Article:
Composers are aiming for the wrong star. Commissions? Pulitzers? Joan Peyser tell-all biographies? Pffft. Everybody knows the real fame is in taxonomic designations. You’ll know you’ve made it when there’s a sludgy, possibly extinct organism that’s named for you.
To the left there is the microsporidian parasite Buxtehudea scaniae, surrounded by a mitochondrion of the cell it’s mooching off of. Both the genus and the family, Buxtehudidae, were named for the guy Bach hiked across Germany to hear by Swedish biologist Ronny Larsson of Lund University, who’s also honored his countrymen Hugo Alfven and Franz Berwald with microscopic fungi of their own.
The Australian chalcidologist A. A. Girault killed two birds with one stone in 1926 with the wasp Mozartella beethoveni. As he described the species:
As Mesorhopella but golden, antenna short, capitate, club equal funicle, funicles transverse. Ovipositor ¼ abdomen, latter depressed=cordate[.] Veins subequal. Minute.
M. beethoveni. Wings clear, veins pale. Funicles 1-2 twice wider than long, longest, rest wider. Pedicel bit longer than wide. Discal cilia well toward base, of hind wing, 15 lines. Pinkenba, Q. ex galls, May 10, 1916. H. Jarvis.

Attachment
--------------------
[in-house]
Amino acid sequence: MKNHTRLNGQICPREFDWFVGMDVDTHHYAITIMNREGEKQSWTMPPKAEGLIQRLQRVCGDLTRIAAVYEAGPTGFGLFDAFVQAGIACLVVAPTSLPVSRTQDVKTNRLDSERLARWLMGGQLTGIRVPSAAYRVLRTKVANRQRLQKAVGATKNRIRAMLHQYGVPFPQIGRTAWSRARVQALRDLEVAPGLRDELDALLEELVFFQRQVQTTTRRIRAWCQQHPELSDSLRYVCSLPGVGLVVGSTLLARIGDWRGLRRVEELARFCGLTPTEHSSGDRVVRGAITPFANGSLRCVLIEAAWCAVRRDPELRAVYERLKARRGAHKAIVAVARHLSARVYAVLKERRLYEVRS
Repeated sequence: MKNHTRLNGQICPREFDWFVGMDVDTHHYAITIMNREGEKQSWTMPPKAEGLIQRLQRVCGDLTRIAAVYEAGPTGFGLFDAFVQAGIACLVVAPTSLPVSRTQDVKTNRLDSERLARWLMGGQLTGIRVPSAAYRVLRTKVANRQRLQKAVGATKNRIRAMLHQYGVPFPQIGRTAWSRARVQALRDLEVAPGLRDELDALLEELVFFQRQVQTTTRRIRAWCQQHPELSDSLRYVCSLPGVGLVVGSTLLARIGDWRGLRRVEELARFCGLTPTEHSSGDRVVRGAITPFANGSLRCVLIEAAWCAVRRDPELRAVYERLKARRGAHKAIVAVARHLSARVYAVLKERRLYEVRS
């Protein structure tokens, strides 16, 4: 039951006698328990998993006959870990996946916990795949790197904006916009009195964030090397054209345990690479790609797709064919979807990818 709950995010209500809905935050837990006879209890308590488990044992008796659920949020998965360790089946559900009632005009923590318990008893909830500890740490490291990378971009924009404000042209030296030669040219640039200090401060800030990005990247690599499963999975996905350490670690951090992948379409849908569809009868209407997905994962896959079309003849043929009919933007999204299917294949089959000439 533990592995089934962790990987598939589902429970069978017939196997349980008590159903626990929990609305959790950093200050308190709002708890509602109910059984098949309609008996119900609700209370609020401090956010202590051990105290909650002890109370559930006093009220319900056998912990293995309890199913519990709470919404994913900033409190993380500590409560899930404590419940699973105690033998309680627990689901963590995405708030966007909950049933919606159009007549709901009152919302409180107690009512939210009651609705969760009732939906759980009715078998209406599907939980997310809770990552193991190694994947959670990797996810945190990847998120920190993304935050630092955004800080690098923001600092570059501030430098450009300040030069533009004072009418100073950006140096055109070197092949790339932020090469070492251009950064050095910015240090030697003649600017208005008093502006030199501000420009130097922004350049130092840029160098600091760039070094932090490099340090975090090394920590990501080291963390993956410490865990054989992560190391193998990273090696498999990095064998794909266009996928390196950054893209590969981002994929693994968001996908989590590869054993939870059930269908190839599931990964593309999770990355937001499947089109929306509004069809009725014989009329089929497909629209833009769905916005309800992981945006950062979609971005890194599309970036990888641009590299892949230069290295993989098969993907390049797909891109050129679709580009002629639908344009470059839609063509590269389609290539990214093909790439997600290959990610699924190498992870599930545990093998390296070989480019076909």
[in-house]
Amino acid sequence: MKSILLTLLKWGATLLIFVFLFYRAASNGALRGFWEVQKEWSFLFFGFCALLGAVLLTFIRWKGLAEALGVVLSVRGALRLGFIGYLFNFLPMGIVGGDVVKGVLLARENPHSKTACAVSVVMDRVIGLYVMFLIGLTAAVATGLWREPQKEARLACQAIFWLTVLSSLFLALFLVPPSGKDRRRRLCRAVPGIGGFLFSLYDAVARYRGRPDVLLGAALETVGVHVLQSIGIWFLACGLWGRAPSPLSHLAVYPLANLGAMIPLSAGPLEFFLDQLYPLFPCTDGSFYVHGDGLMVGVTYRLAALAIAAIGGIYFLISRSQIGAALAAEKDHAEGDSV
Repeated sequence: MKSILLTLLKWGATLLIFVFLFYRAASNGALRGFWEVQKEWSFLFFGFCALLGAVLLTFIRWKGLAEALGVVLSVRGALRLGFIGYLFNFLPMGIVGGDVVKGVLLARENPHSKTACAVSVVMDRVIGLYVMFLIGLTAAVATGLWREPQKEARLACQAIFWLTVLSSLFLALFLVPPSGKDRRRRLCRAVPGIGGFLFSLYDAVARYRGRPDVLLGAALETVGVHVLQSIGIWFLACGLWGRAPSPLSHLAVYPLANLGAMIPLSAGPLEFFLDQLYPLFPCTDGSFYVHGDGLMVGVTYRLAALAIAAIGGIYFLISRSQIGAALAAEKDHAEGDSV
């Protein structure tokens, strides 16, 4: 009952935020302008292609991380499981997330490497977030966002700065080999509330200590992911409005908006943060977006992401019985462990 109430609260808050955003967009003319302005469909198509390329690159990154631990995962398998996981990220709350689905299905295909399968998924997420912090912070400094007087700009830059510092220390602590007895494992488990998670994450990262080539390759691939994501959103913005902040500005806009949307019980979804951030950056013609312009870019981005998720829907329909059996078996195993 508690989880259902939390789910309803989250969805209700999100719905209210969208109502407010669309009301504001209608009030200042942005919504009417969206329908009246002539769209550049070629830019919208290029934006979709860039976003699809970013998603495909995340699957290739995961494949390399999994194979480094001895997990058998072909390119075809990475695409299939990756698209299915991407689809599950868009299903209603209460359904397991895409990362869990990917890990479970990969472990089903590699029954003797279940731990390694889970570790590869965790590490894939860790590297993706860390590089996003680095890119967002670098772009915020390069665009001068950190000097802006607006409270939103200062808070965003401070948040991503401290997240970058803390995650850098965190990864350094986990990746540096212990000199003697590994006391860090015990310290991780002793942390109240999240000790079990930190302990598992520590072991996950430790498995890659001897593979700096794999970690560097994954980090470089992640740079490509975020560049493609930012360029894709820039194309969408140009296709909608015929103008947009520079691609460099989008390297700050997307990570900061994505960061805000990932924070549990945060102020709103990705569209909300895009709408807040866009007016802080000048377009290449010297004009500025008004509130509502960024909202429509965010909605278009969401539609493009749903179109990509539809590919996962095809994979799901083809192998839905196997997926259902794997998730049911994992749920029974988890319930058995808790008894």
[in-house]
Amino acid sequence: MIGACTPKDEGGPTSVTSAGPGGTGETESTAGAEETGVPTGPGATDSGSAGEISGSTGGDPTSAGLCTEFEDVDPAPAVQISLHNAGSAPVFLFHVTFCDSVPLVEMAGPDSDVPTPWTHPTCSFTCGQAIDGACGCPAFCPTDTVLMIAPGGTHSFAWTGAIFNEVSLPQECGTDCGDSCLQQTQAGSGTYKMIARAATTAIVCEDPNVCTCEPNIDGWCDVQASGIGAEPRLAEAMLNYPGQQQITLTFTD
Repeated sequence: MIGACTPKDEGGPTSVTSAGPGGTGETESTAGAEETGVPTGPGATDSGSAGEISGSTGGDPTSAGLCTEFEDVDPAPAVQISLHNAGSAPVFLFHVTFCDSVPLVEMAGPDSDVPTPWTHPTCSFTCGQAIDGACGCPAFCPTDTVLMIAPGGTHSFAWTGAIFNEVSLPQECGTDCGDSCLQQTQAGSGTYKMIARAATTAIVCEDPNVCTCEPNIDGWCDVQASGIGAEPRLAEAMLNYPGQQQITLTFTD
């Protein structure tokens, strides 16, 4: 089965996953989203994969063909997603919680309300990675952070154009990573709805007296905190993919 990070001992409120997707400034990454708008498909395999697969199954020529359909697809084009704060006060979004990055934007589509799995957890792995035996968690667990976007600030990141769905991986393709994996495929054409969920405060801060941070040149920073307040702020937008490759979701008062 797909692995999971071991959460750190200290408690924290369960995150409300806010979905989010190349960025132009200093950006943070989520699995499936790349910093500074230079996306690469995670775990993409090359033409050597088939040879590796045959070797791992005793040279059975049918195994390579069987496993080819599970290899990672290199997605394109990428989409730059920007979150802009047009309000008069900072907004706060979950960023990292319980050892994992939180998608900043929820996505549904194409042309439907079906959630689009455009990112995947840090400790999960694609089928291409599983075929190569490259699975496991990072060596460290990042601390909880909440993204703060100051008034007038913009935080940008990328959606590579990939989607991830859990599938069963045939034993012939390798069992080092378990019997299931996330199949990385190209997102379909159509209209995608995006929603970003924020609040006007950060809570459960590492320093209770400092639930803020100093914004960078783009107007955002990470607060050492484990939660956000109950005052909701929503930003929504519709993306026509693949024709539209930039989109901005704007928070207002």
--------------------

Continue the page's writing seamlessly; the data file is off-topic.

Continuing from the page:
Chopin has a moth, Fernandocrambus chopinellus. And Rossini has a seashell, Cymbiola rossiniana, described by M. Bernardi in 1859, making him possibly the first musician so honored. (That’s the shell, commonly called Rossini’s volute, at right.)
Most recent speciations have pertained to pop musicians. The Beatles have quite a few beasties named after them, the most pertinent being Greeffiella beatlei, a nematode worm identified by S. Lorenzen in 1969—the worm’s shagginess perhaps resembling a Beatle haircut. The Godfather of Soul lives on as the mite Funkotriplogynium iagobadius, named by Seeman and Walter in 1997 (“iago”=”James” and “badius”=”Brown”); Mark Knopfler got a dinosaur. But Australian paleontologist Greg Edgecombe leads the field here, naming scores of trilobites after the Rolling Stones, the Ramones, Simon & Garfunkel, and, my personal favorite, the Sex Pistols: Arcticalymene viciousi, A. rotteni, A. jonesi, A. cooki, and A. matlocki.
The best story, though, has to be the jellyfish Phialella zappai. Marine biologist Ferdinando Boero got himself transferred to a lab in California so he could meet Frank Zappa, his musical hero, by naming a jellyfish after him. The plan worked—in spades: take a listen to You Can’t Do That On Stage Anymore, vol. 6, and you can hear “Lonesome Cowboy Burt” rewritten as “Lonesome Cowboy Nando.”
When I get off, I get plastered.
I swim till I fall on the jellyfish.
Then I find me some academic kind of illustrator,
I describe the little dangling utensils on this thing,
And tell him to draw it up
So it looks just like a brand new jellyfish.
(You can read more about Boero’s friendship with Zappa here. Here’s more stuff named for Zappa. Scroll down here and you can find more musicians.)